The High School Solar Car Challenge: some physics

This year I am covering the (High School) Solar Car Challenge, as well as the upcoming university competitions. The high school event will take place at the Texas Motor Speedway on July 15–22 (with Covid protocols in place), and will be live-streamed via the event’s YouTube channel. Today I want to say something about high school solar cars in comparison to world-class cars.

Left: Cougar Spirit from Covenant Christian Academy is a high school car in the Advanced Classic Division / Right: Nuna11 is a world-class car from Delft University of Technology in the Netherlands (picture by @lightatwork)

The two main drag forces operating on cars are rolling resistance and aerodynamic drag. The former is indicated in the chart below by red lines. It is a function of the product of the rolling resistance Crr of the tyres times the mass M of the car in kilograms.

The aerodynamic drag is indicated in the chart below by blue lines. It is a function of the product of the drag coefficient Cd of the body shape, the frontal area A of the car in square metres, and the square of the velocity.

The chart at the bottom of the page expresses the same information in terms of the power (in watts) required to overcome drag at various speeds.

At the world-class level, where special low-rolling-resistance tyres are available and cars glide through the air like a hot knife through butter (low values of Crr M and Cd A), the aerodynamic drag is much greater than the rolling resistance at race speeds, and shaving a few percent off the Cd A value becomes critical to winning. At high school level, with cars that students can afford and racing speeds from 15 to 50 km/h (10 to 30 mph), aerodynamic drag and rolling resistance are roughly similar, and reducing the weight of the car becomes especially important. Some of the high school classes do not permit hub motors, and for those cars, reducing drive train losses is also critical.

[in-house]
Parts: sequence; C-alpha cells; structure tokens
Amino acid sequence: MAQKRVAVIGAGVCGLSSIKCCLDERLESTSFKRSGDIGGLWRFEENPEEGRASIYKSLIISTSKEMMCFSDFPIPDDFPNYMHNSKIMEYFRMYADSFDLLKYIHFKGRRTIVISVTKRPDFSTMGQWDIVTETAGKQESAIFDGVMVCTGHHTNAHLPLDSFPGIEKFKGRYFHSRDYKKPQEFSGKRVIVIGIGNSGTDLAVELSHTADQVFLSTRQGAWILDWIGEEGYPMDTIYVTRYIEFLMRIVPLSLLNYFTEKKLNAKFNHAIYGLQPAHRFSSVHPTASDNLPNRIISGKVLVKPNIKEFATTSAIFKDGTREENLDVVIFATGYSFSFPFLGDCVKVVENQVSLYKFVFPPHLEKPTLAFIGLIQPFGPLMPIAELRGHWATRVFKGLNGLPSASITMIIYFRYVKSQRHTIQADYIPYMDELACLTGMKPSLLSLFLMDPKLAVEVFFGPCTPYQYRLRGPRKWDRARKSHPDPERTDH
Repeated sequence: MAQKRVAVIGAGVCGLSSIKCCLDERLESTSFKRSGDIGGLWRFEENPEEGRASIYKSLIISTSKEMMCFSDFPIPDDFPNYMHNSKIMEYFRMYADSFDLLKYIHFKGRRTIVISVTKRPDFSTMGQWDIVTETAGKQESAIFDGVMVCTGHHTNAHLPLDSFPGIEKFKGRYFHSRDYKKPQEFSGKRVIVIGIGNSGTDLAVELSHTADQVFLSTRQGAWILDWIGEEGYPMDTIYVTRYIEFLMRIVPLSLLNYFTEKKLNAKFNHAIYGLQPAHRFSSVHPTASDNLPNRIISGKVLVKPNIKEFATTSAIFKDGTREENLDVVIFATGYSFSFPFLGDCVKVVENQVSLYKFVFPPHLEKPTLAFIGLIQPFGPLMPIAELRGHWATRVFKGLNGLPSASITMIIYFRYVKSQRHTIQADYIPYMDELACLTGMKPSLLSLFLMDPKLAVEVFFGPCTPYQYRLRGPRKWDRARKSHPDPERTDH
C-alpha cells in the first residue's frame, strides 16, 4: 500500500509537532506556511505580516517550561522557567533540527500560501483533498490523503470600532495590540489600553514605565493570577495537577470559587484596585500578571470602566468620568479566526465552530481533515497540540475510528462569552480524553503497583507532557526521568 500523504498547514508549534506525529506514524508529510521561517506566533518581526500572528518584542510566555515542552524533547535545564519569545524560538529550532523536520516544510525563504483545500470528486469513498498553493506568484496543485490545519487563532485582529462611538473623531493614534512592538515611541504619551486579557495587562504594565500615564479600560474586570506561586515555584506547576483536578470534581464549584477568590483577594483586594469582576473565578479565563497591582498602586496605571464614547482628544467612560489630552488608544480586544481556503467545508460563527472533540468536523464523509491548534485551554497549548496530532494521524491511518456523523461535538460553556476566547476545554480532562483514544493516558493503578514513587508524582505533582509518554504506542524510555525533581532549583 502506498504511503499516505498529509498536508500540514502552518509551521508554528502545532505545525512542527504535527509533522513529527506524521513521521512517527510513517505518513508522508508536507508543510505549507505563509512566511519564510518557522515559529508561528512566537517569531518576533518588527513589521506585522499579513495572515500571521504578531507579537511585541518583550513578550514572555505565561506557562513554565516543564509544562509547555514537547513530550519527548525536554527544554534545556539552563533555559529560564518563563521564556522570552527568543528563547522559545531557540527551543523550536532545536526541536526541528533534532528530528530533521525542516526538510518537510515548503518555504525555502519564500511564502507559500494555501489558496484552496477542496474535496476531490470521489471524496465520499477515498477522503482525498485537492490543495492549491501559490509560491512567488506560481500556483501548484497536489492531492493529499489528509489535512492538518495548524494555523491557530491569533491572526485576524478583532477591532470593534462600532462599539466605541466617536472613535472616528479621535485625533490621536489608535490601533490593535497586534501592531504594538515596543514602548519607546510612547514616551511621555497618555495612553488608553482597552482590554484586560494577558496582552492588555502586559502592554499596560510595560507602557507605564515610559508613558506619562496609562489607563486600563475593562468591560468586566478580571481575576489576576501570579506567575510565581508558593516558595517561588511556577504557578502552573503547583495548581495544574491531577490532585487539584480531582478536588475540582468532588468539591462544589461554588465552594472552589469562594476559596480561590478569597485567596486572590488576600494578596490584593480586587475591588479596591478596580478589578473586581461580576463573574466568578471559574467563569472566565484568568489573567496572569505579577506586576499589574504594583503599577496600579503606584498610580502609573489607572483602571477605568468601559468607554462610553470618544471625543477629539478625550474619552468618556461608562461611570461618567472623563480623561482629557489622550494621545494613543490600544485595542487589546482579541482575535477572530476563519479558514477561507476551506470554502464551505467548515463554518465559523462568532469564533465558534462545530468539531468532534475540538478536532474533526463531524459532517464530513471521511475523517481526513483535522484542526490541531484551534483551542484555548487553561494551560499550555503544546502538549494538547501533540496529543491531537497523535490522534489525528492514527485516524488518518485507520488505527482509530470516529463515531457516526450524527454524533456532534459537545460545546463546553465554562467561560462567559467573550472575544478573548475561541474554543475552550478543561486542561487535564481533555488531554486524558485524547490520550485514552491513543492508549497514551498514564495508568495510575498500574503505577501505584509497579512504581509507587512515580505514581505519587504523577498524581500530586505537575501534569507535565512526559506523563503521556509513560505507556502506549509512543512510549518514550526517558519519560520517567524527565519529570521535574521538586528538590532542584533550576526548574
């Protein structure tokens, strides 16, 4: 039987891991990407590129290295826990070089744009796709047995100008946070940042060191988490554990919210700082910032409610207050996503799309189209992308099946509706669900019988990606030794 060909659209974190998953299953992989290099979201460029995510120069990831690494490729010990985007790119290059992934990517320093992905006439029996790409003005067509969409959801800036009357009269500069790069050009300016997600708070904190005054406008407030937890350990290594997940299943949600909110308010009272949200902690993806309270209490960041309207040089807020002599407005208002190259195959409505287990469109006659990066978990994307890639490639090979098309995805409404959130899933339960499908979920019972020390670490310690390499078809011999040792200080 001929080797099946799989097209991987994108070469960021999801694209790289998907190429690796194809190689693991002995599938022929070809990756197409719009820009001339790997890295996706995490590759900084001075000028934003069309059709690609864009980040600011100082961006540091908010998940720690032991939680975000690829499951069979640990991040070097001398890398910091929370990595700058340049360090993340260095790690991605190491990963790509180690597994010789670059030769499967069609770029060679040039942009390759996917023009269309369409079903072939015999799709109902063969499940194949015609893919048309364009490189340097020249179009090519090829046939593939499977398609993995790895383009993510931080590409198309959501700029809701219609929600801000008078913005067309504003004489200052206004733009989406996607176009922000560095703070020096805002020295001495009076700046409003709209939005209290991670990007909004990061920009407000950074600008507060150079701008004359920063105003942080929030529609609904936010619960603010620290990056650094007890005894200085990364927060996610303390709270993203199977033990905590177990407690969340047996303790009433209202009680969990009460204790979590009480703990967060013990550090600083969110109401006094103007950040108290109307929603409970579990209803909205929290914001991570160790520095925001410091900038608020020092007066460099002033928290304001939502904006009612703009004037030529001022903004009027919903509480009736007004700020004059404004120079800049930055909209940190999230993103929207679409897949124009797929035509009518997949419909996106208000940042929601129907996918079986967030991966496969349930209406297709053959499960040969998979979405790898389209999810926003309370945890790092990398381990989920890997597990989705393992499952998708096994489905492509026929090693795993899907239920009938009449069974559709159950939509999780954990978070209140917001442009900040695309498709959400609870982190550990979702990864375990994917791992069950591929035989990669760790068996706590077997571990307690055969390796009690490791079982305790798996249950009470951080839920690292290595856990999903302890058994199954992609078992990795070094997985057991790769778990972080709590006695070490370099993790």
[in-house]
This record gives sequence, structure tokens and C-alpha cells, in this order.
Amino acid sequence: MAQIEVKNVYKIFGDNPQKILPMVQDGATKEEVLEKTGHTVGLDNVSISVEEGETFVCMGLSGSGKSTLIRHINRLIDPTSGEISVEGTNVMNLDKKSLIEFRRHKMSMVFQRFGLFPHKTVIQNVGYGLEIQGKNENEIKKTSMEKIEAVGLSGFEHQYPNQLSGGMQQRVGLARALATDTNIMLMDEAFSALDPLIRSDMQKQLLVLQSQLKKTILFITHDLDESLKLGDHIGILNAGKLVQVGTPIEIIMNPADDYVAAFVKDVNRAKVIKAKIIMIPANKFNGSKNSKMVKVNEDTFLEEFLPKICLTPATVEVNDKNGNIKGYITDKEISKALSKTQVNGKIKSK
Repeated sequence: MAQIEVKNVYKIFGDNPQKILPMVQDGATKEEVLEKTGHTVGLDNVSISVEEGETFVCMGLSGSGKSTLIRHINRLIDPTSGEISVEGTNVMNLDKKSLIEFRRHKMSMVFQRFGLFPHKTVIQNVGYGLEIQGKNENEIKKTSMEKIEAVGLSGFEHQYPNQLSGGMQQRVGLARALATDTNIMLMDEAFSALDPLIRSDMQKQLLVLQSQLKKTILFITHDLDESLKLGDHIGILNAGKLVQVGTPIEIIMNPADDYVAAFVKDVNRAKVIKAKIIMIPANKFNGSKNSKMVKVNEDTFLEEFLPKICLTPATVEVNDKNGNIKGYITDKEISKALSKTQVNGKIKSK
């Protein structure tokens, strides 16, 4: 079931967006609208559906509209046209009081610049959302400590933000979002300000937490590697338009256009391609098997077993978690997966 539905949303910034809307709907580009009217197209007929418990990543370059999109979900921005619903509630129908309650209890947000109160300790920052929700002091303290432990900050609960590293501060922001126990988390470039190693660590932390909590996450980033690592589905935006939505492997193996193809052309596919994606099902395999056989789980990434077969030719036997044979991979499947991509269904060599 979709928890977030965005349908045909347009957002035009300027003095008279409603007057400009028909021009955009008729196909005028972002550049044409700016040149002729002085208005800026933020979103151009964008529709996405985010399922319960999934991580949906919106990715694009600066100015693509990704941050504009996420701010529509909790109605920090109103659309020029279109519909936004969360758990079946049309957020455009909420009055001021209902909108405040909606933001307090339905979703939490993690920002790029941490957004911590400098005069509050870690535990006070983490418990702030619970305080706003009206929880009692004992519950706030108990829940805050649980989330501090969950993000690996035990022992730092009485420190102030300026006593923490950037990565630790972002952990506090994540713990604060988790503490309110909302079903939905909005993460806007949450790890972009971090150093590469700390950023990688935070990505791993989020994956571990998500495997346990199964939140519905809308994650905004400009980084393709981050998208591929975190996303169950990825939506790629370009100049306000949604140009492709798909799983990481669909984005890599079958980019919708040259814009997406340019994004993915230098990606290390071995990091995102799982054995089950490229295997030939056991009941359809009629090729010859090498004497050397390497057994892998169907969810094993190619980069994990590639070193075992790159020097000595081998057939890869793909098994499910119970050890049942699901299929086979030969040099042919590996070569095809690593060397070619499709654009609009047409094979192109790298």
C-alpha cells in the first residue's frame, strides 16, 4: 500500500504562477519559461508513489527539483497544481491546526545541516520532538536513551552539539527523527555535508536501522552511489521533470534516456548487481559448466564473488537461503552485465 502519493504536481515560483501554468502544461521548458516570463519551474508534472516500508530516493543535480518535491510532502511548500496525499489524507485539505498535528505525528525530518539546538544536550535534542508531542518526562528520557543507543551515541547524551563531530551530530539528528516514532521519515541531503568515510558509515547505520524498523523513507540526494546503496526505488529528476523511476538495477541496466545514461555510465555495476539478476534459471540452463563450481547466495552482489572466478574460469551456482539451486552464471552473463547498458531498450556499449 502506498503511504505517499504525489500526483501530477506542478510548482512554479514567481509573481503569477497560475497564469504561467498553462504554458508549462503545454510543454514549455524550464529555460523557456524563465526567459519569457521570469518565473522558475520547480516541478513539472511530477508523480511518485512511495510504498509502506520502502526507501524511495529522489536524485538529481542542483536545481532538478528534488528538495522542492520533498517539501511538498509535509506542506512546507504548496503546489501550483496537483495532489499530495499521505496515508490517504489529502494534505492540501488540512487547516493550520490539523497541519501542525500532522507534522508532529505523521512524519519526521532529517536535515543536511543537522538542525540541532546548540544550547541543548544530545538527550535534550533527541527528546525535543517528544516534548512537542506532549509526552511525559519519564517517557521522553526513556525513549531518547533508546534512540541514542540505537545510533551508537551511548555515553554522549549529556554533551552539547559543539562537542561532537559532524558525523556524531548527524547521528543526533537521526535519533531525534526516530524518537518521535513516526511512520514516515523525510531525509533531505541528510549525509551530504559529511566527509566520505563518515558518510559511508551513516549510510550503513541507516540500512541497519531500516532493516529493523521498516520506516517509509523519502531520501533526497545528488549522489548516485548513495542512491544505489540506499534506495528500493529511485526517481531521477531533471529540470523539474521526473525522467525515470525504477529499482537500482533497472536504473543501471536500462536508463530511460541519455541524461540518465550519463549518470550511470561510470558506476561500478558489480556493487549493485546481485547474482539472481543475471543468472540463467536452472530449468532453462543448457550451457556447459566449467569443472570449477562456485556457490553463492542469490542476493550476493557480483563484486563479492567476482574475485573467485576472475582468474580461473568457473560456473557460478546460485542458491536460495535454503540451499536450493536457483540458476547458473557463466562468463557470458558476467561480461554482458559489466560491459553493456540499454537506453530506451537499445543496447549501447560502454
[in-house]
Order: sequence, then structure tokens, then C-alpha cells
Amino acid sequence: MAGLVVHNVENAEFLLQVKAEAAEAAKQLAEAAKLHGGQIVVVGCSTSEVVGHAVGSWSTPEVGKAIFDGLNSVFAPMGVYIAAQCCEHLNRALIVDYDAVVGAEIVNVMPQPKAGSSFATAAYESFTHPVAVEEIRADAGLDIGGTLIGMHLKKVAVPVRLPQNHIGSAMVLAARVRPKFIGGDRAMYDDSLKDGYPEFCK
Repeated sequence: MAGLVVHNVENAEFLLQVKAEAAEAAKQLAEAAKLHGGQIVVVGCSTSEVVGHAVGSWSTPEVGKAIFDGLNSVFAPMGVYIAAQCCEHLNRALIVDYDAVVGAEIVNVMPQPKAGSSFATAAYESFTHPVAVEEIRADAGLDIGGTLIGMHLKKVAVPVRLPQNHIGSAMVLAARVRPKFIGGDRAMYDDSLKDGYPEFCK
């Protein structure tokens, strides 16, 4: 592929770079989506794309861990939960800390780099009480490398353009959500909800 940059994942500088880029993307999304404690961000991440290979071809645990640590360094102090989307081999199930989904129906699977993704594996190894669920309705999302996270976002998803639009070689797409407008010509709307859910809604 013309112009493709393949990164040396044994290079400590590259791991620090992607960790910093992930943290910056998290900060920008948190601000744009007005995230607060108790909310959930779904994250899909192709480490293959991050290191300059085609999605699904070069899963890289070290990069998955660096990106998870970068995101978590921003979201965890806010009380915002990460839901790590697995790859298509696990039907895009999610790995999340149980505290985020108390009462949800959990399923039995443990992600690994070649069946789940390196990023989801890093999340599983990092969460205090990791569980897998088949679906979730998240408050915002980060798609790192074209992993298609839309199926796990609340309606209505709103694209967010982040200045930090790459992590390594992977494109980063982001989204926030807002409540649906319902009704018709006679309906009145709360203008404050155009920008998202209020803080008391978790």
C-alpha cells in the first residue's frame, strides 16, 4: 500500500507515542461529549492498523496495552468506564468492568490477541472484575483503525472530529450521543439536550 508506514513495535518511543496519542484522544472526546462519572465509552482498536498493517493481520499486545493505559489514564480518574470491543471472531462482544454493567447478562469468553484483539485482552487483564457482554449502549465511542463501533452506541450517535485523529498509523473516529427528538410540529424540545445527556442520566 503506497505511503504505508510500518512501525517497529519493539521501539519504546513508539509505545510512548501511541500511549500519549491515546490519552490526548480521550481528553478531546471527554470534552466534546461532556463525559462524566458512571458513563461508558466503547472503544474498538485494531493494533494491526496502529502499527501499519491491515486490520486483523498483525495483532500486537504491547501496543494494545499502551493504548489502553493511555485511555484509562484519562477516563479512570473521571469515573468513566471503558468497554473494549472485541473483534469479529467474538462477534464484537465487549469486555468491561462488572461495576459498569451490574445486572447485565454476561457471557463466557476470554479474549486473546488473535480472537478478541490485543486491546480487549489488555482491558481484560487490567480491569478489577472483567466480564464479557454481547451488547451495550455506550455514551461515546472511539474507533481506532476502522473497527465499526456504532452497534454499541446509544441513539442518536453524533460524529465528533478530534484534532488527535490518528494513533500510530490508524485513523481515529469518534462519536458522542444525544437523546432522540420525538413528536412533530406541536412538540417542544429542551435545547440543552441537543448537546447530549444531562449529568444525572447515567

A few high school cars in the Advanced Division are both under 200 kg and quite aerodynamic this year (e.g. Invictus from the Iron Lions and Lumidos from Oregon Solar Car Team), so it will be very interesting to see how they perform.

ASC 9: Aerodynamics

For both the Challenger class and the Cruiser class, solar car racing is to a large extent about aerodynamic drag. That’s overwhelmingly what the hard-earned solar energy is being wasted on, and therefore it’s what teams need to concentrate on minimising. The drag force on a car is given by the equation:

F = ½ Cd A ρ v2

Breaking that down, v is the speed of the car, ρ is the density of air (about 1.2), A is the frontal area of the car, and Cd is the drag coefficient, a number which indicates how aerodynamic (and therefore, how energy-efficient) the shape of the car is. For Challengers, minimising Cd allows the speed v to be increased, while for Cruisers (for which the average v is essentially given), minimising Cd allows non-solar energy use to be minimised. Of course, minimising frontal area is important too (and that is the motivation behind asymmetric Challenger cars).

To give a feeling for the all-important Cd, here are some vehicles with values ranging from 0.19 to 0.57:

Drag coefficients for a selection of vehicles. Clockwise from top left: 0.57 – Hummer H2 (photo: Thomas Doerfer); 0.30 – Saab 92 (photo: “Liftarn”); 0.26 – BMW i8 (photo: “youkeys”); 0.19 – General Motors EV1 (photo: Rick Rowen)

Because Cd is so all-important, it is the one thing that solar car teams are really secretive about. Challengers generally have values under 0.1. With no need for practicality, they chase their way towards the impossible goal of Cd = 0, trying to come up with the perfect race car, which will slice through air like a hot knife through butter: